Sr. Choiniere, Joy and Tireless Advocate of Special Education, Dies at 91

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Sr. Mary Choiniere (CSJ) served as Director of Special Education for the Archdiocese of Detroit for over 26 years and as a Fellow Pastor in the Parish of St. Arran (later Christ Our Light) in Troy for over 20 years. In these roles, she was a staunch advocate for people with disabilities and lobbied church and civic leaders for resources to care for people with different abilities.(File photo from Detroit Catholic)

Troy — Those who knew CSJ’s Mary Choiniere knew at least two things about her.

First, she had a joyful and energetic heart to serve others, especially those with special needs. Second, if Ms. Chaunière asked for your help, she had your help.

“Oh, she was a dynamo,” laughs Pam La Grassa, coordinator of Christ’s Special Needs Ministries, Our Wright Parish of Troy, where Lord Choniere was a pastor’s companion for nearly 20 years. “She didn’t say no, and I mean that in a good way.”

For decades, Sr. Choiniere, who has lobbied to establish and expand ministries to help the sick, the poor and the disabled throughout the Archdiocese of Detroit, announced on September 5, 91 died at age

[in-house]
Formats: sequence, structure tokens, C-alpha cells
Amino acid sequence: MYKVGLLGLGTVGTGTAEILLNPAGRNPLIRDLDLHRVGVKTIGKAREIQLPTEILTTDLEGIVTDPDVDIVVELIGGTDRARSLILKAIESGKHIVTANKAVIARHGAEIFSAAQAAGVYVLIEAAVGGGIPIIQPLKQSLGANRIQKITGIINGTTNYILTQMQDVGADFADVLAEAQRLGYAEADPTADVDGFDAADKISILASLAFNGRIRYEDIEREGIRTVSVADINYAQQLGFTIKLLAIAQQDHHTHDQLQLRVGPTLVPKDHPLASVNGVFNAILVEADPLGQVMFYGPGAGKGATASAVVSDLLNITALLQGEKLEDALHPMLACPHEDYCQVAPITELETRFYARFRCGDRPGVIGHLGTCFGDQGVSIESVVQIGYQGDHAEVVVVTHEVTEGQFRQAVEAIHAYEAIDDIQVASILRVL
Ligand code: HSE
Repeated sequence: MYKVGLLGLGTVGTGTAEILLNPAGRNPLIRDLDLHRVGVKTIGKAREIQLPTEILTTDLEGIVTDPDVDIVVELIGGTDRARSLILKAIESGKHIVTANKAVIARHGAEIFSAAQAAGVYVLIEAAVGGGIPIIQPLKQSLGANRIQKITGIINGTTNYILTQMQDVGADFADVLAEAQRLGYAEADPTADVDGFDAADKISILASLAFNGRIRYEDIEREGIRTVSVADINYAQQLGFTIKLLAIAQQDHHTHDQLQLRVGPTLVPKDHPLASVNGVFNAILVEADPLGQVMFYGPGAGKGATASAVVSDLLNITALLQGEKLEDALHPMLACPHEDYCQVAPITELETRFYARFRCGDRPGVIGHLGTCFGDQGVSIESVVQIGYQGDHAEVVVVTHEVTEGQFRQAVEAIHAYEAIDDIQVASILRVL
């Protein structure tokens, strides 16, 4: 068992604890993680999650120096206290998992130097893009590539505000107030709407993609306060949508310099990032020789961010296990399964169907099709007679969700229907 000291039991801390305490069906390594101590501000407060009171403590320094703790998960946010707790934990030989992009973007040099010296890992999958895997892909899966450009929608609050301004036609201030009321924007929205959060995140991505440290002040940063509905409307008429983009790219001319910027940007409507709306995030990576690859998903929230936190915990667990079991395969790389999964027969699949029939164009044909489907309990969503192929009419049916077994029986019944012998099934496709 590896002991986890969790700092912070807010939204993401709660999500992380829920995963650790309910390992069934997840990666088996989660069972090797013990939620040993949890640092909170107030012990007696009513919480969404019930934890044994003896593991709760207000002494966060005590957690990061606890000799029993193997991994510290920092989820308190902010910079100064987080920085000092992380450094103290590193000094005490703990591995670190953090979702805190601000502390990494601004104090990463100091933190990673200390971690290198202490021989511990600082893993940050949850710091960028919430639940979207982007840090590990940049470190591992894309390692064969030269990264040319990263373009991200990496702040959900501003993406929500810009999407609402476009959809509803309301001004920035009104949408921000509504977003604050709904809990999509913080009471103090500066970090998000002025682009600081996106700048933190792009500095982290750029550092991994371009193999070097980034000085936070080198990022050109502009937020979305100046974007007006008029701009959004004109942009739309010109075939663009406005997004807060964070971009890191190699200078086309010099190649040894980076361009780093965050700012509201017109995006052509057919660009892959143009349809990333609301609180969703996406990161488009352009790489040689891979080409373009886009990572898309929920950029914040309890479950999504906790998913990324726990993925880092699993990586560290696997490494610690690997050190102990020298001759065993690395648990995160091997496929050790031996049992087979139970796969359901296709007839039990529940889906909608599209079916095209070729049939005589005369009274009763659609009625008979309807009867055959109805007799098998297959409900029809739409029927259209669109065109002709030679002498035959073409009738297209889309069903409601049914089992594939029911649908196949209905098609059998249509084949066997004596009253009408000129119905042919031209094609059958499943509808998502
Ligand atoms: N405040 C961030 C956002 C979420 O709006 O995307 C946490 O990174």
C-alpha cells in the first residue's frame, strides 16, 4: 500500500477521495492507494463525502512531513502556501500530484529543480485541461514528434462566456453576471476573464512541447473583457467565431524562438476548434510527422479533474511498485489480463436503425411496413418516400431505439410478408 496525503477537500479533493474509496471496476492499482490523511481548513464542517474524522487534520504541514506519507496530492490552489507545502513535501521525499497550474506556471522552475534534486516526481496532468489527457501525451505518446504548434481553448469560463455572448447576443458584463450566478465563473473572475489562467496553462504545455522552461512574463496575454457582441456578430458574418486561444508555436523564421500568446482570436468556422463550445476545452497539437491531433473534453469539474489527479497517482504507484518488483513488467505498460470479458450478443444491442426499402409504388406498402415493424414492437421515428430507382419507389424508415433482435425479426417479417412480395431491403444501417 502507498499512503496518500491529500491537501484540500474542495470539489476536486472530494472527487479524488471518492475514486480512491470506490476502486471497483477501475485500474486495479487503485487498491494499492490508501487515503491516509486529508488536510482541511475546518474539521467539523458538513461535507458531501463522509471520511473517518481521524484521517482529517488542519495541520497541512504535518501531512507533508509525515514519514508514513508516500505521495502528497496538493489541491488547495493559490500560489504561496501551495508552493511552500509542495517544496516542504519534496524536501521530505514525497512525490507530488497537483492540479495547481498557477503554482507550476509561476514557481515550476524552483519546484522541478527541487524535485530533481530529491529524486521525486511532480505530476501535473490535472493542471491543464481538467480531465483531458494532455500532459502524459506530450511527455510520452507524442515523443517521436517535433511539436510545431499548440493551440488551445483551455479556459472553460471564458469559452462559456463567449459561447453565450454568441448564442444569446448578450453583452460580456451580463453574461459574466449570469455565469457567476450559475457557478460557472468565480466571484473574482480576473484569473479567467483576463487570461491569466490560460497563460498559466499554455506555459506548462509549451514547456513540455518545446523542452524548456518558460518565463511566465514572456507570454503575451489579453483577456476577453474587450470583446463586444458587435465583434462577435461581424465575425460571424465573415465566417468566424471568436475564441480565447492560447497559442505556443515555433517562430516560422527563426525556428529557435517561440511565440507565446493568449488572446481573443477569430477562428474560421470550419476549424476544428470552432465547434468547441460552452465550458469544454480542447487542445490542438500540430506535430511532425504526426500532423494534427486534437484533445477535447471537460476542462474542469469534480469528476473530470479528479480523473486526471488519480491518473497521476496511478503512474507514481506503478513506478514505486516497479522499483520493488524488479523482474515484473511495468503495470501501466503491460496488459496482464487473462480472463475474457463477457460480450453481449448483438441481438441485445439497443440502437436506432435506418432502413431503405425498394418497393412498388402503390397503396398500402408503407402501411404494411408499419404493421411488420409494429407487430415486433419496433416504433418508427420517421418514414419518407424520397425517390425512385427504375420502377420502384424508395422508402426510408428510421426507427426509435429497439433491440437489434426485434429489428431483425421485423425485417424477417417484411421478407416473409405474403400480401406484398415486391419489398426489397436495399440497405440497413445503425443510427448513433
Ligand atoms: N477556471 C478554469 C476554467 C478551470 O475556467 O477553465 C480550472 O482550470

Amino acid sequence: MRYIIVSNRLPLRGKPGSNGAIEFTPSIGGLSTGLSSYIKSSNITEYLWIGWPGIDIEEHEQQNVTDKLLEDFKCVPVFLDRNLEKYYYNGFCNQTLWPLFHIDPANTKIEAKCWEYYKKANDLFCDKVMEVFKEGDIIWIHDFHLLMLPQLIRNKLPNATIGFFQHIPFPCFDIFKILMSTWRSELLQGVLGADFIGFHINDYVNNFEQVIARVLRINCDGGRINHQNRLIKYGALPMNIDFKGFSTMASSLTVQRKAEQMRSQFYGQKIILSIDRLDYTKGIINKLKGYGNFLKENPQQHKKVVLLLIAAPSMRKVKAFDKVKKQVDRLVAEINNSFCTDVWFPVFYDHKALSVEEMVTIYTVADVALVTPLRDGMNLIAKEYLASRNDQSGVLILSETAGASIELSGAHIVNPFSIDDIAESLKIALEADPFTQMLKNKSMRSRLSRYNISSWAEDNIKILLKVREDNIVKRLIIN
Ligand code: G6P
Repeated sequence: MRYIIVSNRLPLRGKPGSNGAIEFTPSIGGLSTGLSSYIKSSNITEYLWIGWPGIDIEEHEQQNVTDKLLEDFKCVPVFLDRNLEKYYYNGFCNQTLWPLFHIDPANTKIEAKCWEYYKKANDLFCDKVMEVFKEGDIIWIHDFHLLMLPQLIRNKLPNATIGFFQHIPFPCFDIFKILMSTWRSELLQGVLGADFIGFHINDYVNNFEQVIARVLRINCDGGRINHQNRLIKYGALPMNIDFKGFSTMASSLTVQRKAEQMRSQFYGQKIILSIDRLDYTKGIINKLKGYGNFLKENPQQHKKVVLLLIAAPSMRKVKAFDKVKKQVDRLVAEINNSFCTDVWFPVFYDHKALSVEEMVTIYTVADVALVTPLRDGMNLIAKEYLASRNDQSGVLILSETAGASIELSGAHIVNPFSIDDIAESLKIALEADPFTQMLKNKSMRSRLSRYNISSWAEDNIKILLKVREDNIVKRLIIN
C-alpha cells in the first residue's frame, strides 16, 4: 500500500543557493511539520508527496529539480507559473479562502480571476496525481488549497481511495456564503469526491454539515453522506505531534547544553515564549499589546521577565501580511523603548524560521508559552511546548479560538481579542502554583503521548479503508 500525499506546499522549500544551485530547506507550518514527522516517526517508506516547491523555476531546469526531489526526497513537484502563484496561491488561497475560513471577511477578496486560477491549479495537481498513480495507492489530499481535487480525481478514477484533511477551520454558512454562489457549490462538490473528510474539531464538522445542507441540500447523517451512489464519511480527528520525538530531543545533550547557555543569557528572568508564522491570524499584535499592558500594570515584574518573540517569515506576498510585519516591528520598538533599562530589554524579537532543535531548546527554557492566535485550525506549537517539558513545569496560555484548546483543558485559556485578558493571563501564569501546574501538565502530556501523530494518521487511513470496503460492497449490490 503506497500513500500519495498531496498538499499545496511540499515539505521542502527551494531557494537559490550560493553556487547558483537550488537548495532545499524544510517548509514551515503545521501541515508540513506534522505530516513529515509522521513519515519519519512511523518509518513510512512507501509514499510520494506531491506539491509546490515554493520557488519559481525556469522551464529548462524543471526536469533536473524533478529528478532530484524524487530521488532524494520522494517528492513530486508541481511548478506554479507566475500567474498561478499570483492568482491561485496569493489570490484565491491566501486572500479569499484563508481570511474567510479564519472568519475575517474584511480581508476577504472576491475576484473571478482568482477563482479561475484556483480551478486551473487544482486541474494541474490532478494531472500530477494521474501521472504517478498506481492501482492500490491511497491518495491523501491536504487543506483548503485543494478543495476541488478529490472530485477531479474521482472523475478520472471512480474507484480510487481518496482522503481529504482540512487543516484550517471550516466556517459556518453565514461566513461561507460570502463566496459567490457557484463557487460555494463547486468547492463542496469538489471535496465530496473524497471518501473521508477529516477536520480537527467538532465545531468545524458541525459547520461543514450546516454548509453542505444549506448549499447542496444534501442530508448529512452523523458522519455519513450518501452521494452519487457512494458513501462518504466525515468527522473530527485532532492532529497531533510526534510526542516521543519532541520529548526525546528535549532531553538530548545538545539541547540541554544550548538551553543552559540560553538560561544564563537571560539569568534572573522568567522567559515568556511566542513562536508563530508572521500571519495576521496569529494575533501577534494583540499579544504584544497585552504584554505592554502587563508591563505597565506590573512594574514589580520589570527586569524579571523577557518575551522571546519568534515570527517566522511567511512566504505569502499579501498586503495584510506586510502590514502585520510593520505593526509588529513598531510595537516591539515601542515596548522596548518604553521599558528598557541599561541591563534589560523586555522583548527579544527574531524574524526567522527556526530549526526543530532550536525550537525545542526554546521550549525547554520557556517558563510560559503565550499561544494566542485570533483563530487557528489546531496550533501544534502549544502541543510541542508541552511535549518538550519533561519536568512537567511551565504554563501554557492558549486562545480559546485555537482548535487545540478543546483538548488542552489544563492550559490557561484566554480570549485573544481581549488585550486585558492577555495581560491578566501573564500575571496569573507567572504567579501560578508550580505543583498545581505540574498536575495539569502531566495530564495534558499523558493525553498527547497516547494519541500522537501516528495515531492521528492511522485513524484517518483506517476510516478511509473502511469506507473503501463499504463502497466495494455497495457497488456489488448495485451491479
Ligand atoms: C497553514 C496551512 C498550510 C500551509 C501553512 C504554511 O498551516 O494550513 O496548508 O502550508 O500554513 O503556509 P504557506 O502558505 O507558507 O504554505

For more than 26 years, she served as the Director of Special Needs Programs for the Archdiocese of Detroit, impacting countless people in Southeast Michigan.

Born November 30, 1930, in Detroit to Joseph and Florence (Chartier) Chaunière, Sr., received the name Senior Geneviève Marie on January 2, 1949, when she entered the Order of St. Joseph of Nazareth. She later returned to using her baptismal name, taking her first vows on July 2, 1951 and her last on July 2, 1954.

After graduating from Nazareth College with degrees in Biology and Chemistry, Sr. Choiniere worked at St. Benedict in Highland Park, St. Veronica in Eastpoint, St. Francis Home for Boys in Detroit, St. Joseph in St. John’s and Barber. I taught at He studied at the Hall Military Academy in Kalamazoo before earning a master’s degree in management from Central Michigan University in 1968.

For the next 26 years, she oversaw the special education programs of the Archdiocese of Detroit, followed by 20 years of pastorship in the Parish of St.

A lively, playful, polka-loving nun, Sr. Choiniere made waves wherever she went. Among her achievements are founding the parish version of the Special Olympics (a long-running event called “The Happening” held on her Foley High School campus in Bishop, Madison Heights) and working with children with various disabilities. There was a catechism and training program for adults. need for education.

As the archdiocese’s special needs coordinator, Sr. Choiniere successfully lobbied archbishops and legislators to increase support for “the most helpless people in the diocese,” from hearing aids to buses to meal programs.

Senior Mary Chaunière, CSJ is pictured with Fr. Don Demar, Pastor of Christ Our Light Parish in Troy. This file photo.  At Christ Our Light, Sr. Choiniere organized a catechism program to prepare children with special needs for the sacrament and recruited volunteers who were always eager to help.  (Courtesy of Pam La Grassa)